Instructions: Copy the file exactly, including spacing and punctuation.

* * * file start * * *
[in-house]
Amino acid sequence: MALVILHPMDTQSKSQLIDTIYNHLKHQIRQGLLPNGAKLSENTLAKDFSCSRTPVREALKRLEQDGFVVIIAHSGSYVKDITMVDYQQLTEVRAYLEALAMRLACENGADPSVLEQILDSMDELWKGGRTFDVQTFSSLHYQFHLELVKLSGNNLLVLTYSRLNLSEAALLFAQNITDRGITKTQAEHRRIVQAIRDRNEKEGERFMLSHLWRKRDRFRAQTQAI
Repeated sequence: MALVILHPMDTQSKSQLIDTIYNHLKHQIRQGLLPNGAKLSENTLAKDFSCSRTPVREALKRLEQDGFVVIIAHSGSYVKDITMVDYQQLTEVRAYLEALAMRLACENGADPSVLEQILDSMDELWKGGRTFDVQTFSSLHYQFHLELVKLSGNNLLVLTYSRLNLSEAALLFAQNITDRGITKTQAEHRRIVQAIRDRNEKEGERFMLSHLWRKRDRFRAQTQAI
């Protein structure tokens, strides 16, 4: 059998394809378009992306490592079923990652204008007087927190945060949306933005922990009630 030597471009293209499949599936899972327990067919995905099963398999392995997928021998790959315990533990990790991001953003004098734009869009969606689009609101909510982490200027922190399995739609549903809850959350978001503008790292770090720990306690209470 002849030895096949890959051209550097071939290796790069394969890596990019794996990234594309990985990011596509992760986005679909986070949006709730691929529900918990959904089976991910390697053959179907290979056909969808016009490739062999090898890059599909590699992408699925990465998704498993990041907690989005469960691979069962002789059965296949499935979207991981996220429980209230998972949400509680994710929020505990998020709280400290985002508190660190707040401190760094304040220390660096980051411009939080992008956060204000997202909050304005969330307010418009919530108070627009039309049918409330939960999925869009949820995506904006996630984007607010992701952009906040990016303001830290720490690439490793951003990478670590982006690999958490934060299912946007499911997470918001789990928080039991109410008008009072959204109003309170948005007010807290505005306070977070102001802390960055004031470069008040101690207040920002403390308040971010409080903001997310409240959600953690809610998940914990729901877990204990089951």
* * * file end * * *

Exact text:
[in-house]
Amino acid sequence: MALVILHPMDTQSKSQLIDTIYNHLKHQIRQGLLPNGAKLSENTLAKDFSCSRTPVREALKRLEQDGFVVIIAHSGSYVKDITMVDYQQLTEVRAYLEALAMRLACENGADPSVLEQILDSMDELWKGGRTFDVQTFSSLHYQFHLELVKLSGNNLLVLTYSRLNLSEAALLFAQNITDRGITKTQAEHRRIVQAIRDRNEKEGERFMLSHLWRKRDRFRAQTQAI
Repeated sequence: MALVILHPMDTQSKSQLIDTIYNHLKHQIRQGLLPNGAKLSENTLAKDFSCSRTPVREALKRLEQDGFVVIIAHSGSYVKDITMVDYQQLTEVRAYLEALAMRLACENGADPSVLEQILDSMDELWKGGRTFDVQTFSSLHYQFHLELVKLSGNNLLVLTYSRLNLSEAALLFAQNITDRGITKTQAEHRRIVQAIRDRNEKEGERFMLSHLWRKRDRFRAQTQAI
């Protein structure tokens, strides 16, 4: 059998394809378009992306490592079923990652204008007087927190945060949306933005922990009630 030597471009293209499949599936899972327990067919995905099963398999392995997928021998790959315990533990990790991001953003004098734009869009969606689009609101909510982490200027922190399995739609549903809850959350978001503008790292770090720990306690209470 002849030895096949890959051209550097071939290796790069394969890596990019794996990234594309990985990011596509992760986005679909986070949006709730691929529900918990959904089976991910390697053959179907290979056909969808016009490739062999090898890059599909590699992408699925990465998704498993990041907690989005469960691979069962002789059965296949499935979207991981996220429980209230998972949400509680994710929020505990998020709280400290985002508190660190707040401190760094304040220390660096980051411009939080992008956060204000997202909050304005969330307010418009919530108070627009039309049918409330939960999925869009949820995506904006996630984007607010992701952009906040990016303001830290720490690439490793951003990478670590982006690999958490934060299912946007499911997470918001789990928080039991109410008008009072959204109003309170948005007010807290505005306070977070102001802390960055004031470069008040101690207040920002403390308040971010409080903001997310409240959600953690809610998940914990729901877990204990089951």